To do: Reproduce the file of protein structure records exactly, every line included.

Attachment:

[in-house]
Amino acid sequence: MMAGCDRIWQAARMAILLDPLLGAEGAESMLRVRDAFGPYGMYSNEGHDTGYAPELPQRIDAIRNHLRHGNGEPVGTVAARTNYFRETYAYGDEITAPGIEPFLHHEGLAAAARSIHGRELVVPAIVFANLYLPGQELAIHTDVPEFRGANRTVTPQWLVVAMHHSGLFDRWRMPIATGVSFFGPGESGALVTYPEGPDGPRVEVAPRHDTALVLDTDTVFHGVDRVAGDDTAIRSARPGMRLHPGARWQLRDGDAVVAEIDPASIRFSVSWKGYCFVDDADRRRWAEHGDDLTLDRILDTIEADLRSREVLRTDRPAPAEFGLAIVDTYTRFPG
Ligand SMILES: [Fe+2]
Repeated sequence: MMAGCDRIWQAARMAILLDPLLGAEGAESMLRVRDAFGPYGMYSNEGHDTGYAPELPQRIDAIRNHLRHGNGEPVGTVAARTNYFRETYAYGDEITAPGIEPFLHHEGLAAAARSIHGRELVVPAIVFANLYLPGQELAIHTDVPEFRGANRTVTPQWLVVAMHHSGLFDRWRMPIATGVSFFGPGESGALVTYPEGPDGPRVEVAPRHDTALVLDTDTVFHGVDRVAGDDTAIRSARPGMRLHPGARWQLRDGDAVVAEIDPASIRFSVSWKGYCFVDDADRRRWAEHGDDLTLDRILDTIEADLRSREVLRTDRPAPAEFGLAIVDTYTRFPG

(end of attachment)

[in-house]
Amino acid sequence: MMAGCDRIWQAARMAILLDPLLGAEGAESMLRVRDAFGPYGMYSNEGHDTGYAPELPQRIDAIRNHLRHGNGEPVGTVAARTNYFRETYAYGDEITAPGIEPFLHHEGLAAAARSIHGRELVVPAIVFANLYLPGQELAIHTDVPEFRGANRTVTPQWLVVAMHHSGLFDRWRMPIATGVSFFGPGESGALVTYPEGPDGPRVEVAPRHDTALVLDTDTVFHGVDRVAGDDTAIRSARPGMRLHPGARWQLRDGDAVVAEIDPASIRFSVSWKGYCFVDDADRRRWAEHGDDLTLDRILDTIEADLRSREVLRTDRPAPAEFGLAIVDTYTRFPG
Ligand SMILES: [Fe+2]
Repeated sequence: MMAGCDRIWQAARMAILLDPLLGAEGAESMLRVRDAFGPYGMYSNEGHDTGYAPELPQRIDAIRNHLRHGNGEPVGTVAARTNYFRETYAYGDEITAPGIEPFLHHEGLAAAARSIHGRELVVPAIVFANLYLPGQELAIHTDVPEFRGANRTVTPQWLVVAMHHSGLFDRWRMPIATGVSFFGPGESGALVTYPEGPDGPRVEVAPRHDTALVLDTDTVFHGVDRVAGDDTAIRSARPGMRLHPGARWQLRDGDAVVAEIDPASIRFSVSWKGYCFVDDADRRRWAEHGDDLTLDRILDTIEADLRSREVLRTDRPAPAEFGLAIVDTYTRFPG